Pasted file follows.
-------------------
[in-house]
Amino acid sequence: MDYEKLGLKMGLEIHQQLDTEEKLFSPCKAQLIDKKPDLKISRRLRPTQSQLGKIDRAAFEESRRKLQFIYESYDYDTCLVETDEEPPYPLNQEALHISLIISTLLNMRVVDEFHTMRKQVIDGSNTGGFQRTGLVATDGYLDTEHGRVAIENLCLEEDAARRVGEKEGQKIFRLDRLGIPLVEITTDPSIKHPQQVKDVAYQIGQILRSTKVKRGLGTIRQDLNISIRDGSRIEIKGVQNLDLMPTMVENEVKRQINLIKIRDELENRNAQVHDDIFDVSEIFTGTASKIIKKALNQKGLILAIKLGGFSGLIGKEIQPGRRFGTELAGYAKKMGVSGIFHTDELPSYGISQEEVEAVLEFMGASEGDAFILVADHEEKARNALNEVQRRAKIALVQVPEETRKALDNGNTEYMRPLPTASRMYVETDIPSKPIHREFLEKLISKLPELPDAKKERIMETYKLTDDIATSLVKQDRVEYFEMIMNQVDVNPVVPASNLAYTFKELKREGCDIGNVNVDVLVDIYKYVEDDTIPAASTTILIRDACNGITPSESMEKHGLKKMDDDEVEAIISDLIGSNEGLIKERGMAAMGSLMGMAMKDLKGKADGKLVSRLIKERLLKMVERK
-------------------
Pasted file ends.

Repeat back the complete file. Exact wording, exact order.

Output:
[in-house]
Amino acid sequence: MDYEKLGLKMGLEIHQQLDTEEKLFSPCKAQLIDKKPDLKISRRLRPTQSQLGKIDRAAFEESRRKLQFIYESYDYDTCLVETDEEPPYPLNQEALHISLIISTLLNMRVVDEFHTMRKQVIDGSNTGGFQRTGLVATDGYLDTEHGRVAIENLCLEEDAARRVGEKEGQKIFRLDRLGIPLVEITTDPSIKHPQQVKDVAYQIGQILRSTKVKRGLGTIRQDLNISIRDGSRIEIKGVQNLDLMPTMVENEVKRQINLIKIRDELENRNAQVHDDIFDVSEIFTGTASKIIKKALNQKGLILAIKLGGFSGLIGKEIQPGRRFGTELAGYAKKMGVSGIFHTDELPSYGISQEEVEAVLEFMGASEGDAFILVADHEEKARNALNEVQRRAKIALVQVPEETRKALDNGNTEYMRPLPTASRMYVETDIPSKPIHREFLEKLISKLPELPDAKKERIMETYKLTDDIATSLVKQDRVEYFEMIMNQVDVNPVVPASNLAYTFKELKREGCDIGNVNVDVLVDIYKYVEDDTIPAASTTILIRDACNGITPSESMEKHGLKKMDDDEVEAIISDLIGSNEGLIKERGMAAMGSLMGMAMKDLKGKADGKLVSRLIKERLLKMVERK